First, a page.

We stand by the people of Zimbabwe – Heads of Mission UK, Canada, USA, Germany

We stand by the people of Zimbabwe  – Heads of Mission UK, Canada, USA, Germany
President Mnangagwa giving a state of the nation address on COVID 19 virus at state house

HARARE – The Heads of missions for Canada, USA, UK, Germany, Netherlands and Poland have expressed deep concern with the current political, economic, social and health crisis faced by most Zimbabweans today.

The joint statement comes two years after President Emmerson Mnangagwa vowed to serve the country and all of its people during his inaugural speech in 2018, which promises he has not lived up.

“Two years ago in his inaugural speech, President Mnangagwa vowed to serve the country and all its people. It is in this spirit that the Heads of Missions express their deep concern with the current political, economic, social and health crisis that most Zimbabweans are facing today.

“The Heads of Mission stand by the people of Zimbabwe in their desire for a peaceful and prosperous democracy. It is because we care about the people of Zimbabwe that our governments provide extensive humanitarian assistance to those affected by drought, natural disasters and diseases – including, in this difficult year, the new global pandemic of Covid-19,” read part of the statement.

The statement also appealed to the government of Zimbabwe not to use the current pandemic as an excuse to curtail fundamental freedoms including freedoms of the press, expression and assembly which are not only universally recognised human rights but also guaranteed by the Zimbabwean Constitution.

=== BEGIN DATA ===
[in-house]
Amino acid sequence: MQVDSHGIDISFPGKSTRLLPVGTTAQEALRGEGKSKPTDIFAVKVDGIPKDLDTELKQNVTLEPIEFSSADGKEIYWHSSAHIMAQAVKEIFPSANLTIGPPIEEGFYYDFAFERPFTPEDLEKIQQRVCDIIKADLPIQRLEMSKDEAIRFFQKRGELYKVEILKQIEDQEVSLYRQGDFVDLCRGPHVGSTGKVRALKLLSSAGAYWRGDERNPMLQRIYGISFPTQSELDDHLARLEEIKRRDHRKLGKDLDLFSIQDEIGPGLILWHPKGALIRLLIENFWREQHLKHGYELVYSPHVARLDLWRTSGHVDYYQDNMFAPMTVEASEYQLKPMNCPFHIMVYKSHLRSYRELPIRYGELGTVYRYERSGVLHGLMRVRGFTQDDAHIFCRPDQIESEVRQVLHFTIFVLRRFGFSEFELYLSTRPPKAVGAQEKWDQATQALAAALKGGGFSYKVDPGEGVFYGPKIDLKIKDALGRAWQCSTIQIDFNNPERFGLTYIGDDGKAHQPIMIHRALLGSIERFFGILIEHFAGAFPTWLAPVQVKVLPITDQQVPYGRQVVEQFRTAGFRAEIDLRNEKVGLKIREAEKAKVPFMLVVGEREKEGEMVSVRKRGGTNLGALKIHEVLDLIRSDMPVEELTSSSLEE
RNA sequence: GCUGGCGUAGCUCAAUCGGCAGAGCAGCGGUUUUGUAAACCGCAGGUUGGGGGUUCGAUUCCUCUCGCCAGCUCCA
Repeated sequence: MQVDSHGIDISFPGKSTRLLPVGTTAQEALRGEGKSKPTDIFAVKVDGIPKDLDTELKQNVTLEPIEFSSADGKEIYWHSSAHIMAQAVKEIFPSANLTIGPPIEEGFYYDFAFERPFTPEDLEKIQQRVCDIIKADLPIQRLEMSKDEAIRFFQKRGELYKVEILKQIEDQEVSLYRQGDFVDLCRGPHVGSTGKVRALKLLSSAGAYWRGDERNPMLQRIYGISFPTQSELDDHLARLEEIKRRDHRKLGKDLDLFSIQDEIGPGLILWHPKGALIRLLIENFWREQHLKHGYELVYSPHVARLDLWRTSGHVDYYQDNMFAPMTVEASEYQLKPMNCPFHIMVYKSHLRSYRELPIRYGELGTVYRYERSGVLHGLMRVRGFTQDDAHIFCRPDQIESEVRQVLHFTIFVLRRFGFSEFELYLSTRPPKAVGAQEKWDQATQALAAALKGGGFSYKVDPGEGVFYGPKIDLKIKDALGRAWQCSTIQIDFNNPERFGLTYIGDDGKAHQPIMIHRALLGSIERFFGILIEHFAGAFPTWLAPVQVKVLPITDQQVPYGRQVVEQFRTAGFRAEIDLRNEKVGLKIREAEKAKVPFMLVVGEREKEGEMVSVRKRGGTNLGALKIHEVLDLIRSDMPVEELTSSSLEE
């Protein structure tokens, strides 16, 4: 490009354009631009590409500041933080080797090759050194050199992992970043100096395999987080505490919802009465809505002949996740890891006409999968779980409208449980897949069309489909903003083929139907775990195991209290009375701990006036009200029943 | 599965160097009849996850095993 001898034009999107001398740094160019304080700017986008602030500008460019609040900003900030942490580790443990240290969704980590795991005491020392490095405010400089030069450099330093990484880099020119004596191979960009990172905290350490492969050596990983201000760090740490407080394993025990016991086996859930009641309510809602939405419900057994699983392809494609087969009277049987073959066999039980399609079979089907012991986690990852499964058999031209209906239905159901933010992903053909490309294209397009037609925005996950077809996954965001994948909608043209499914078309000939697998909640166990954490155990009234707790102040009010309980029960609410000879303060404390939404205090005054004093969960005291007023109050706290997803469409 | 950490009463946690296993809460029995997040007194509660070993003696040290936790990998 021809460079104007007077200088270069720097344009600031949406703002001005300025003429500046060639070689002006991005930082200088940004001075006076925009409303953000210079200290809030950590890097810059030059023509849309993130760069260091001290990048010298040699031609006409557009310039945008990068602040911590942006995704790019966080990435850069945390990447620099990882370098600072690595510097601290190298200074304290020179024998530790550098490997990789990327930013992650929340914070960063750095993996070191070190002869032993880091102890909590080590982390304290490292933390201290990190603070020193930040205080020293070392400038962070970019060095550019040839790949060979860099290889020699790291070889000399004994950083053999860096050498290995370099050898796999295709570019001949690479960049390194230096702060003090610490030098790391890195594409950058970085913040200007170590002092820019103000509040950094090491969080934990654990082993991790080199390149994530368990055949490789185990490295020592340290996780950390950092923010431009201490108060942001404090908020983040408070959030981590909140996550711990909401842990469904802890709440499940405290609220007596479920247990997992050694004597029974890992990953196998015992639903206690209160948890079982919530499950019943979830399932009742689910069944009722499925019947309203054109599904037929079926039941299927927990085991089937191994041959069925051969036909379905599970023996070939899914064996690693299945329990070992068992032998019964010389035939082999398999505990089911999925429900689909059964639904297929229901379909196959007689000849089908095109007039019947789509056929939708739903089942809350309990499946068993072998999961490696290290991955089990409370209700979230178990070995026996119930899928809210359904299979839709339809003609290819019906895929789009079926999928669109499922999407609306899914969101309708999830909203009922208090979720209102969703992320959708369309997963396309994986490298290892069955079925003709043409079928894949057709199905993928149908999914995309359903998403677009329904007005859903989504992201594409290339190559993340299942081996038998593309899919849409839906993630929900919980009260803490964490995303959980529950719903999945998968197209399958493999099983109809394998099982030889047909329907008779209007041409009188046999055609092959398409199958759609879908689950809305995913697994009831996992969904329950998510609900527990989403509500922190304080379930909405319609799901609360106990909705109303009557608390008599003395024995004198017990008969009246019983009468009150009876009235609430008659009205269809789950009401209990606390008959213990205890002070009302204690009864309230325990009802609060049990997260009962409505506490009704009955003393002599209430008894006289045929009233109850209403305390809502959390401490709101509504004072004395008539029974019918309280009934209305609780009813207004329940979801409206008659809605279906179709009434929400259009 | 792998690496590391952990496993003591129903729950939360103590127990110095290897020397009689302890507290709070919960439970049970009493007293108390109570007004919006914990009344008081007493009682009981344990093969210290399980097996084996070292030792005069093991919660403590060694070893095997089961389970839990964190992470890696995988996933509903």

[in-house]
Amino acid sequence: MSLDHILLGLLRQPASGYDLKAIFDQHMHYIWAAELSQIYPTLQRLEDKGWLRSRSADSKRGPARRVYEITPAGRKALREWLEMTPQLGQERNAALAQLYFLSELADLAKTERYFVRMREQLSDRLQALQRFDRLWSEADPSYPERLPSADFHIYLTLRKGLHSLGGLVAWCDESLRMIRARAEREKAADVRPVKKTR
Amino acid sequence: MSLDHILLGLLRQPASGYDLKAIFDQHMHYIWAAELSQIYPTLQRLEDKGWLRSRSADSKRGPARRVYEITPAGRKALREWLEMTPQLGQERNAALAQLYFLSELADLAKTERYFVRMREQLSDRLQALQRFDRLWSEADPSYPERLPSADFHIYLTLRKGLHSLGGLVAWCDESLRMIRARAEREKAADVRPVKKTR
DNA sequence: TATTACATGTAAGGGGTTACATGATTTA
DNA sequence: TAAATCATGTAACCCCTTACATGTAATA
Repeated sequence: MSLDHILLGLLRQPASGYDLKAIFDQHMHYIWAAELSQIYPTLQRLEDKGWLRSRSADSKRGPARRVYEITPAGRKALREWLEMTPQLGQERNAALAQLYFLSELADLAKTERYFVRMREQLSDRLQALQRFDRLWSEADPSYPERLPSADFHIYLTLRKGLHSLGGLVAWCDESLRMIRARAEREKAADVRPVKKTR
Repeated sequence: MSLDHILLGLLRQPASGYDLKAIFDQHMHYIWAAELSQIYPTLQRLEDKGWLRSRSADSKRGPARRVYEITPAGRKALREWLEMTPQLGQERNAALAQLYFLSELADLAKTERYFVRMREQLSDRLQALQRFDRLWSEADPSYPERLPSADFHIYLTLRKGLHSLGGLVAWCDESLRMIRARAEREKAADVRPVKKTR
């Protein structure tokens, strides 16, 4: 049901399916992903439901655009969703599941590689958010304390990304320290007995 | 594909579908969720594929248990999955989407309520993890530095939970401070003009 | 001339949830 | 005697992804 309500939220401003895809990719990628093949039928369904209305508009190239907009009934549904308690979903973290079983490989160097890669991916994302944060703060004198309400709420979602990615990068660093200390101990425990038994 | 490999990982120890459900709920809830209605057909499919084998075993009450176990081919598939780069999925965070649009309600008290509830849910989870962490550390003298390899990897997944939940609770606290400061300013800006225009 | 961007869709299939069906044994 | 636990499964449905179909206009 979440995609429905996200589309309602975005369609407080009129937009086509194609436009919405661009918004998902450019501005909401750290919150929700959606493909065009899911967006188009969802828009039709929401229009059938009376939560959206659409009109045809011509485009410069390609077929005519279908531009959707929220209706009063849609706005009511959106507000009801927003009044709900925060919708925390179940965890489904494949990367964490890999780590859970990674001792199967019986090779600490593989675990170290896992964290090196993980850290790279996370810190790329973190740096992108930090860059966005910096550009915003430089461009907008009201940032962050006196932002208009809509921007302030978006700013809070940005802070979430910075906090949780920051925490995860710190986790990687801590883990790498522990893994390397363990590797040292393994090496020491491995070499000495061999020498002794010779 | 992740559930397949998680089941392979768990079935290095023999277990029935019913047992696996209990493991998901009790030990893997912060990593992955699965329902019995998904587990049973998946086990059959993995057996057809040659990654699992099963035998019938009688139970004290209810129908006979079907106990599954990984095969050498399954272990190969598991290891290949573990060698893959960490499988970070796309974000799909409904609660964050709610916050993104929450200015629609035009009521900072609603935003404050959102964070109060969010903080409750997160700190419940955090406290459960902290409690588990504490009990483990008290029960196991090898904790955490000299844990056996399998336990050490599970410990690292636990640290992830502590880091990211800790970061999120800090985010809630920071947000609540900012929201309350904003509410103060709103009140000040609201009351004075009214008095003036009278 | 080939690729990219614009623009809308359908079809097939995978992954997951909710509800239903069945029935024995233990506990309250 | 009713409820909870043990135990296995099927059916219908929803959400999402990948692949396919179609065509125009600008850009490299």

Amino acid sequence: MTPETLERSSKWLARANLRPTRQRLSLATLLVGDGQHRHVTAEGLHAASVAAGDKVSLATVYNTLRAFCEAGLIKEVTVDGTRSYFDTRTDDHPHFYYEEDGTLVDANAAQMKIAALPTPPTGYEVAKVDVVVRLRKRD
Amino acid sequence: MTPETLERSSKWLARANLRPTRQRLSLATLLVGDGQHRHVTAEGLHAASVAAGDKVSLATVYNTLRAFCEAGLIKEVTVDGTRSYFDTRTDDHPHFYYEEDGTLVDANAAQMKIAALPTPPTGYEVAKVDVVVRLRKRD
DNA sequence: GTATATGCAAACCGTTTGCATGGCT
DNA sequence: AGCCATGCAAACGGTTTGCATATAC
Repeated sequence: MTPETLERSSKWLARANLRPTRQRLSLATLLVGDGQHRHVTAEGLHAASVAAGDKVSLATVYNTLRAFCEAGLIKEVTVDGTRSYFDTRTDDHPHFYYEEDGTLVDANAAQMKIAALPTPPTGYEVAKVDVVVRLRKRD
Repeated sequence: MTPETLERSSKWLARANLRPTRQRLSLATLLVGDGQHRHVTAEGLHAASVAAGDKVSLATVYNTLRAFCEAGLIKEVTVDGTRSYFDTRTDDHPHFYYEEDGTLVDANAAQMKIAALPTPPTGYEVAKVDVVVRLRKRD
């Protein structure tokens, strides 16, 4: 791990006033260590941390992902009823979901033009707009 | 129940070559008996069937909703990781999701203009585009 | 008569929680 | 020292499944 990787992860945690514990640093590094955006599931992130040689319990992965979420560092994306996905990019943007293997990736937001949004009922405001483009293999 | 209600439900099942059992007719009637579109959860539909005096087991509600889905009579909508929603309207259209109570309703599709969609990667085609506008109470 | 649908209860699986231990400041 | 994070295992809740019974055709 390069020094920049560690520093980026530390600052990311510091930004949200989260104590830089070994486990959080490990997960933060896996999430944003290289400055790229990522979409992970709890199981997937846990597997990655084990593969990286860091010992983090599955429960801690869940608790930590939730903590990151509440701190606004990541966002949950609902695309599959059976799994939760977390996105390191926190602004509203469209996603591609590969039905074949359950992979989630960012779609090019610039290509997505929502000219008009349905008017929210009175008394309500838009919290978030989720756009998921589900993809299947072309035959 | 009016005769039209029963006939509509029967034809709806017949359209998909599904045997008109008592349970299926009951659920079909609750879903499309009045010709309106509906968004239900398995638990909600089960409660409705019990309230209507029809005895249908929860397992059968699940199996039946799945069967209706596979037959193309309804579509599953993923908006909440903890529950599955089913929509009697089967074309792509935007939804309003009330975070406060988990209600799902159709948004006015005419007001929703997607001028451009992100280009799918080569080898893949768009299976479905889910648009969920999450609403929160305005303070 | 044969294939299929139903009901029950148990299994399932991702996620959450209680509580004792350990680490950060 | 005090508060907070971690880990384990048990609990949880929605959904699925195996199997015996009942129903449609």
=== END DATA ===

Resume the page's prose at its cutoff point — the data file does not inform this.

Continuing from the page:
It also urged the government to adhere to its responsibility to investigate and prosecute all those responsible for human rights violations.

The statement adds to the growing list of reports issued both locally and internationally, urging the government to address the deepening crisis in Zimbabwe.

However, it remains to be seen how the government will respond to the latest critical assessment of the situation.

So far the government has attacked anyone who dared criticise it, with the President of the Zimbabwe Catholic Bishops Conference, Archbishop Robert Christopher Ndlovu and US Ambassador to Zimbabwe, Brian Nichols among the most recent victims of the scathing attacks.

Recently Zanu-PF bigwig, Patrick Chinamasa called Mr Nichols a “thug”.

The Zanu-PF led administration has continued to deny the existence of a crisis in Zimbabwe despite the growing international criticism. Instead, the government has continued to crack down on dissenting voices, and all those who have expressed opposing views have been labelled ‘bad apples’ that must be wiped out.

This statement represents a serious setback to the government’s re-engagement efforts with the West.

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